All of this is secondary to the point of watching the film, which is the style. If De Palma proves two things with The Fury, it's that whether you like him or not, he's an excellent and gifted craftsman that isn't afraid to push the boundaries of what can be done technically and what can be shown (this time with the violence). The film is steeped in style. It's raw, but loaded with impressive effects. The work of the constantly moving yet unobtrusive camera is awesome, mood creating and voyeuristic. In this regard, the film was way ahead of its time. Even some 23-years-later, only the big explosion near the end, which looks really fake here but was perfected by Cronenberg a few years later, looks dated.

One killer scene has Irving slip and Charles Durning grab her hand to keep her from falling down the stairs. This induces her powers, and she sees what happened to Stevens on a fateful night. Her superimposed image is foregrounded over the Stevens scene, but what makes it brilliant is the way her dizzying movement goes with the action of the scene behind it as Stevens tries to run away. At the end of the scene where Irving sees Stevens being forced to watch the tape of his father dying, she sees a reflection of Stevens screaming in the glass table she's sitting at. There's also a fantastic slow motion escape scene highlighted by the way we see a bullet go through a windshield and into a head. Later on, we see a woman lying face down rise straight up like a stiff reverse Nosferatu, levitate, and then spin around like the fastest top except while in midair and with blood shooting out of her until she dies.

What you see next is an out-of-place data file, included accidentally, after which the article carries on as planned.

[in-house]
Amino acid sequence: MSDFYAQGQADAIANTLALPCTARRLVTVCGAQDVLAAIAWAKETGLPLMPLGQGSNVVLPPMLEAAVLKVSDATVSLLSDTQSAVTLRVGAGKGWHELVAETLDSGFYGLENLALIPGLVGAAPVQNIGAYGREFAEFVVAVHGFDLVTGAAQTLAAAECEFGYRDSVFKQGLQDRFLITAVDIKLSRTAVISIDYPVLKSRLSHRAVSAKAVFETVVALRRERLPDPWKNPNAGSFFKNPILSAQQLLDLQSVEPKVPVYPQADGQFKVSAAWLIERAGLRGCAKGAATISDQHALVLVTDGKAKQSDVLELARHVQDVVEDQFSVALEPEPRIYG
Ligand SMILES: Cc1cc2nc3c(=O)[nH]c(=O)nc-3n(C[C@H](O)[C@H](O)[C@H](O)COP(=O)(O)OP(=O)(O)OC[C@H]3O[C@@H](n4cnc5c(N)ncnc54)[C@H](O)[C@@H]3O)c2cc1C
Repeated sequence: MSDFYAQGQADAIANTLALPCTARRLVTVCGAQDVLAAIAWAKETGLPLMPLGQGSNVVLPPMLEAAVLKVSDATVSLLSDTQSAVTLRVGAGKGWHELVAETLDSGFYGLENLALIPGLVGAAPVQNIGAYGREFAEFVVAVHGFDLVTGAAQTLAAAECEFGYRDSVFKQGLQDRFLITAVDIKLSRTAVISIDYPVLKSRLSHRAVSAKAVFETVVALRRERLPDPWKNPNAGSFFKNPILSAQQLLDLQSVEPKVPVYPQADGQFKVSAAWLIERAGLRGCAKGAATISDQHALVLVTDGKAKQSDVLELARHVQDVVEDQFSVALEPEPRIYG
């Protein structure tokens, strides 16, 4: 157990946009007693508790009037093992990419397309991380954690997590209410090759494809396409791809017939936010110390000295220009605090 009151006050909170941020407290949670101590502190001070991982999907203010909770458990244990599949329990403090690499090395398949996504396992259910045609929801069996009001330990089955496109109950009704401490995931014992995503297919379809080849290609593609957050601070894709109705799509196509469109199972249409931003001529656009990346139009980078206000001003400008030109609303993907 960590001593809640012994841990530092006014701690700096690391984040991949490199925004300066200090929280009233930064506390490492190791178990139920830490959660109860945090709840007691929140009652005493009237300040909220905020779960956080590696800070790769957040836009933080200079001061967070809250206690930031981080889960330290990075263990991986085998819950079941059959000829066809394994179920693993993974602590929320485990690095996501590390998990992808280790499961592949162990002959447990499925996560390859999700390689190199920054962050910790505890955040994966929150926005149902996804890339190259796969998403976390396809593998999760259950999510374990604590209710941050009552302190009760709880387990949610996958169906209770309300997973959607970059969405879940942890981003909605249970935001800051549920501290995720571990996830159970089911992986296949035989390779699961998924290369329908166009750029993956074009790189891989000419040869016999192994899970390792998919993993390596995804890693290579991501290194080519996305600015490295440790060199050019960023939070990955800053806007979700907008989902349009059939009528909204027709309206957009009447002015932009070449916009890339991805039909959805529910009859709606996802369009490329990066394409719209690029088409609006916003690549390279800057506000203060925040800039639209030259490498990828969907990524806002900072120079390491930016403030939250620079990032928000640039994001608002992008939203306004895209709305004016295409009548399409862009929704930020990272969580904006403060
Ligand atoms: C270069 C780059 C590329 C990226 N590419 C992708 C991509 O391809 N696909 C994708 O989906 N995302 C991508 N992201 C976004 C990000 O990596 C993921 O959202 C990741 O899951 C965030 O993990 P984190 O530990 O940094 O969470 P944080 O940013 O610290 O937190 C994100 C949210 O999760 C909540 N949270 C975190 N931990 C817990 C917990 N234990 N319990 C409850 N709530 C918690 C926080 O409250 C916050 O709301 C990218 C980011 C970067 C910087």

The highlight of the movie is clearly the amusement park scene, which is simply amazing and has to rank among the best sequences ever in a horror film. De Palma makes us feel like we are the poor sheiks on, and later flying off, the ride. It's the only thing I've ever watched that made me feel dizzy and like I was losing my stomach, and this is before things got out of control. Stevens, veins bulging out of his forehead, does a great job here because we see his hate and intensity, but also his sadness and sorrow.

In addition to the special effects and cinematography, the special effects makeup by Rick Baker and editing by Paul Hirsch are outstanding. They give the movie its feel and its edge almost as much as the camera does. The reason is most of the key scenes are done as cuts between close-ups of the intense looking - and in Stevens case bulging and pulsating at the forehead veins - head of the kinetic and the destruction they are causing.

John Williams once again proves that he's no Bernard Herrmann. Like most everything else with The Fury, there are a lot of things to like and dislike about his score. It's one of those scores that is great if you just listen to it, but loses a lot when you see how it goes with the images. It's complex, but it doesn't have any edge, any grit, so it fails to generate tension and suspense. Williams is a great composer for cartoon movies, which means his work when De Palma is simply having fun is great, but it's like someone forgot to tell him that Fury is supposed to be a horror.

The Fury cheats the audience out of a solid plot, but it's still worth watching to see all the ways De Palma makes the camera lie.




* Copyright 2001 - Raging Bull Movie Reviews *